How to Use a Woodworking Router

Using a woodworking router is a bit intimidating if your not familiar with its proper use but once you know some tips and learn how to use it you will be able to do amazing things with it. The number one rule in using a router is to go slowly and take shallow passes. Taking a large bite out of a piece of wood can be disastrous. Router bits spin at very high speeds which makes it very easy to take away too much wood in a very short amount of time. You must have a plan before you even turn the router on. If you don't your project could be ruined almost immediately.

There are a number of different types of routers. The most common is the fixed base router. A fixed base router must be set up prior to doing any cutting. This means using the correct bit and setting it for the desired depth. In most cases with a fixed base router your going to be start with your router away from the wood and slowly present the cutter to the piece.

Another type of router is the plunge router. Here you can start your router and slowly plunge it into the work. This type of router is needed when starting your cut within the workpiece. Again the router needs to be set up to make the desired cut. To set up a plunge router first install the correct bit. Then you can adjust the router for the desired depth. This is accomplished with the depth setting on the side of the router. What this is is a rod that sticks up from the base that has an adjustable stop at the top. Set your bit to the correct depth first then run the adjuster down touching the top of the depth rod.

Now when you plunge your router into the work it can only plunge until it hits the depth stop. If the cut being made is more than about .125 you must do the cut in a couple passes. This will require you to keep adjusting your depth stop until you reach the desired depth. Always do your adjustments with the router stopped.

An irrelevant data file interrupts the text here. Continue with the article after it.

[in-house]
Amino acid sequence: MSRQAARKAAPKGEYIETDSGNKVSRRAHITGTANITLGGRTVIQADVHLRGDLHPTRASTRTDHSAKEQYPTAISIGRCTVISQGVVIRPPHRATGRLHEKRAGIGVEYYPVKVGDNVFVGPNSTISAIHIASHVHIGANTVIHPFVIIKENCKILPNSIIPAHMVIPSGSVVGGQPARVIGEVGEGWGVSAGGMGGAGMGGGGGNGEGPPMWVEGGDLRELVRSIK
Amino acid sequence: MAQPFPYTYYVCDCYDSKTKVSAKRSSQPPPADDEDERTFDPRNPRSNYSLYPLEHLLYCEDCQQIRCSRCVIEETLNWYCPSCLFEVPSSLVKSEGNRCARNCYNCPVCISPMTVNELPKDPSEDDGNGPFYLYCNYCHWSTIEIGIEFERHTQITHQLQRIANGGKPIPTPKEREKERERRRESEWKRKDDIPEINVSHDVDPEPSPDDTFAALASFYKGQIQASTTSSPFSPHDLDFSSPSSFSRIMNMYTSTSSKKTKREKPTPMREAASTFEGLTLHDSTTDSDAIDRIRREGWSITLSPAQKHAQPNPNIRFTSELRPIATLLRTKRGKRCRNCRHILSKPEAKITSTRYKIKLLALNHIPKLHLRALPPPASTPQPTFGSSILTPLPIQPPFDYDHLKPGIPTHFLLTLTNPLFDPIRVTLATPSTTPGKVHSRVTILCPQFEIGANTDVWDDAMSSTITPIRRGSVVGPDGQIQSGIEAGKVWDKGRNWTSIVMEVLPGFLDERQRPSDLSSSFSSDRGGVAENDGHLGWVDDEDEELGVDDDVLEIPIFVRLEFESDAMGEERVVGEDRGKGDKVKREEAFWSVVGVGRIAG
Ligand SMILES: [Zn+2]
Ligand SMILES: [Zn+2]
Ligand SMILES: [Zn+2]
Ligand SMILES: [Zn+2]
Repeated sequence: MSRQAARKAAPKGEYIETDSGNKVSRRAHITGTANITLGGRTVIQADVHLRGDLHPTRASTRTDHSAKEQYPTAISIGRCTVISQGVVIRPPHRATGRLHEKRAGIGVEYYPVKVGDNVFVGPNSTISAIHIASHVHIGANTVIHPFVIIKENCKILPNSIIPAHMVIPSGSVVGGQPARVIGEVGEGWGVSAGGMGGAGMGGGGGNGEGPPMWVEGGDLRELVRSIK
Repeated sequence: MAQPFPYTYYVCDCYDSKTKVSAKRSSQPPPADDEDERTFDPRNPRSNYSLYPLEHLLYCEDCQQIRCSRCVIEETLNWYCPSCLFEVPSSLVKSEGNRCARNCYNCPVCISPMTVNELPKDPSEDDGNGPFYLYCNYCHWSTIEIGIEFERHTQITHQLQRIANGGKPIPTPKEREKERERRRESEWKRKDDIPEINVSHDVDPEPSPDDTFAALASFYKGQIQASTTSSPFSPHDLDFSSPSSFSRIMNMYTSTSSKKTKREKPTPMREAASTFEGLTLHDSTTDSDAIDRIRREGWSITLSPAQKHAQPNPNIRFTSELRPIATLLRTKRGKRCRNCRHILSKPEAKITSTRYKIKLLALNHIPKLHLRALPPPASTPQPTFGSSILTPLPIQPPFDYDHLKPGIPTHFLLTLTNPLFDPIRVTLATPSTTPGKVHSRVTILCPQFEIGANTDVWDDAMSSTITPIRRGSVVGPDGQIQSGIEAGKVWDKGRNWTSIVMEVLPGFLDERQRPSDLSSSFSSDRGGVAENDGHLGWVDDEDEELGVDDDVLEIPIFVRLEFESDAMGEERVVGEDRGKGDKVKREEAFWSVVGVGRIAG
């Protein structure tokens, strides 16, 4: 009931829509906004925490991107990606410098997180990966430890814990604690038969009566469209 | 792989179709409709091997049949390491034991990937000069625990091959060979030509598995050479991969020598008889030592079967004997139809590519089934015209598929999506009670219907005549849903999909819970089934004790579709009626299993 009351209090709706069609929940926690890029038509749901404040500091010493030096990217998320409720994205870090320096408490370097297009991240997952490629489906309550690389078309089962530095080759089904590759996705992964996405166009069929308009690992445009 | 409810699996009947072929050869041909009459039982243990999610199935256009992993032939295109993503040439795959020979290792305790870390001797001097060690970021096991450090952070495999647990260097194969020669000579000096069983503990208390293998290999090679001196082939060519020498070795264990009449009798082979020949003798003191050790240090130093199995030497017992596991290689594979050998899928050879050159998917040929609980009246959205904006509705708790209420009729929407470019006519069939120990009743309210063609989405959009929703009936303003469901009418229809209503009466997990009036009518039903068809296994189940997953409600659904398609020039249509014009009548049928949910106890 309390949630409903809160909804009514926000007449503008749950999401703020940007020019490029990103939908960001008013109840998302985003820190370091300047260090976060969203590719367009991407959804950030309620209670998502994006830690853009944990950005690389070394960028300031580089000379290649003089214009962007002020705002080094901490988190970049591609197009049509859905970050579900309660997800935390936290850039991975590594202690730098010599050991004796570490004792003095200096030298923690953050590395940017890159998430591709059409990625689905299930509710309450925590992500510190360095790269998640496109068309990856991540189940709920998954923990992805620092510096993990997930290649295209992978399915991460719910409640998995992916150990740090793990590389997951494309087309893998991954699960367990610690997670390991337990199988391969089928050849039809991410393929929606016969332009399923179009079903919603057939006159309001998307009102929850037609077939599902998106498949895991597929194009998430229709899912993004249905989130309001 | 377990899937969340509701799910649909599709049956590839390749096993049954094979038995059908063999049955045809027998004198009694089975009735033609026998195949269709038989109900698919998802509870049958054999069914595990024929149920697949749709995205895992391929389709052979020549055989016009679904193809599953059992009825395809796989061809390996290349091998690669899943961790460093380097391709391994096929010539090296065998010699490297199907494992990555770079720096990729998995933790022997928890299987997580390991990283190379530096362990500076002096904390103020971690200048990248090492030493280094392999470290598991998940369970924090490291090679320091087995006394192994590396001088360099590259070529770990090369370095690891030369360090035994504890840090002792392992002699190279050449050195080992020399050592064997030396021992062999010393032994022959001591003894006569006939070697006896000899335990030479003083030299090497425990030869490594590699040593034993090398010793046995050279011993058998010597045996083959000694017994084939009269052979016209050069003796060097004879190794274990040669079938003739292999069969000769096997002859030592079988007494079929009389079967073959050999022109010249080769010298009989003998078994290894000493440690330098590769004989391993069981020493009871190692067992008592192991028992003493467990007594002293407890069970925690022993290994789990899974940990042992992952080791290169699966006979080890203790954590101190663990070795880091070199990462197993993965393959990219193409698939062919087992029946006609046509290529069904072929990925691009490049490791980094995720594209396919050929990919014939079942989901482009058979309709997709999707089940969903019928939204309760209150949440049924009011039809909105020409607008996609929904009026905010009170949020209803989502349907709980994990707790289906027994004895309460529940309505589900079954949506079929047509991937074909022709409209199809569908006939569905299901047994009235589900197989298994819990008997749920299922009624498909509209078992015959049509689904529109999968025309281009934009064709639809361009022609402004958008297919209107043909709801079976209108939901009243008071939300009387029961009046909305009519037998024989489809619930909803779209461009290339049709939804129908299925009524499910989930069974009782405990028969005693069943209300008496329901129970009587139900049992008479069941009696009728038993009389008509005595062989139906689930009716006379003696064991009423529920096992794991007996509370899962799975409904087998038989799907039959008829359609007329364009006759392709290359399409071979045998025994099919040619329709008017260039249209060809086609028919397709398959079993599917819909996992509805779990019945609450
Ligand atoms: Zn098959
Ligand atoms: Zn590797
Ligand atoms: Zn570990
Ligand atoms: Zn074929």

A laminate trimmer is another type of router. This is normally a smaller fixed base router used to trim laminate on a counter top. A common laminate trimmer is equipped with a cutter that has a bearing at the end. This is called a flush trim bit. In normal use this type of router is always cutting on the edge. To set up a laminate trimmer set the bit so the wheel is in contact with the wood below the laminate. The wheel will follow the outside shape of the counter while the cutter cuts the laminate flush. Be sure while trimming laminate to keep the router flat on the top of the counter otherwise it will either leave a bump in the laminate edge or cut into the laminate face.

In woodworking shops both fixed base and plunge routers are mounted in tables. Not having to balance the top heavy router makes it much easier to use. Today you can mount your router in a table and it can be raised or lowered with a router lift. Before these were available you had to adjust height from underneath which is a bit cumbersome. Some router bits can not be used in a hand held router. As an example a panel raising bit can not be safely used in a hand router and must be used with a table mounted router.

When using a router you need to feed your work into the cutter, not with the cutter. With a hand held router you route counterclockwise if your on the outside. If your on the inside you route clockwise.

As always be sure to use all your safety gear when using any woodworking tool.

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